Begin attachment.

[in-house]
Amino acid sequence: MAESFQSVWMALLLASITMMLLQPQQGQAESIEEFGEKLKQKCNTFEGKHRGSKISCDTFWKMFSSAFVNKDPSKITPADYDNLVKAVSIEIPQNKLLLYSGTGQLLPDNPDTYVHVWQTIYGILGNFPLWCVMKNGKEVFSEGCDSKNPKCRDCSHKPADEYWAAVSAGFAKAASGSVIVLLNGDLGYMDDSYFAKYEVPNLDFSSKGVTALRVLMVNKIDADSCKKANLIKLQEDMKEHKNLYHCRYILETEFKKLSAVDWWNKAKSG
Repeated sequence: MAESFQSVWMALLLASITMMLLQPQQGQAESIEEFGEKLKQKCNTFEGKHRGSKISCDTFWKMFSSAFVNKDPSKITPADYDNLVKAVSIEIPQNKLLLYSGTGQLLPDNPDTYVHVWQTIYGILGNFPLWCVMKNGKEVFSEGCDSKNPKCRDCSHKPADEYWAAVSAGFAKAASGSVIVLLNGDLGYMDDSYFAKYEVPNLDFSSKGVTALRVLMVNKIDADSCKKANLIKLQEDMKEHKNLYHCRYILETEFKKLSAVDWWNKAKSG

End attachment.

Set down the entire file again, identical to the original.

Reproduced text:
[in-house]
Amino acid sequence: MAESFQSVWMALLLASITMMLLQPQQGQAESIEEFGEKLKQKCNTFEGKHRGSKISCDTFWKMFSSAFVNKDPSKITPADYDNLVKAVSIEIPQNKLLLYSGTGQLLPDNPDTYVHVWQTIYGILGNFPLWCVMKNGKEVFSEGCDSKNPKCRDCSHKPADEYWAAVSAGFAKAASGSVIVLLNGDLGYMDDSYFAKYEVPNLDFSSKGVTALRVLMVNKIDADSCKKANLIKLQEDMKEHKNLYHCRYILETEFKKLSAVDWWNKAKSG
Repeated sequence: MAESFQSVWMALLLASITMMLLQPQQGQAESIEEFGEKLKQKCNTFEGKHRGSKISCDTFWKMFSSAFVNKDPSKITPADYDNLVKAVSIEIPQNKLLLYSGTGQLLPDNPDTYVHVWQTIYGILGNFPLWCVMKNGKEVFSEGCDSKNPKCRDCSHKPADEYWAAVSAGFAKAASGSVIVLLNGDLGYMDDSYFAKYEVPNLDFSSKGVTALRVLMVNKIDADSCKKANLIKLQEDMKEHKNLYHCRYILETEFKKLSAVDWWNKAKSG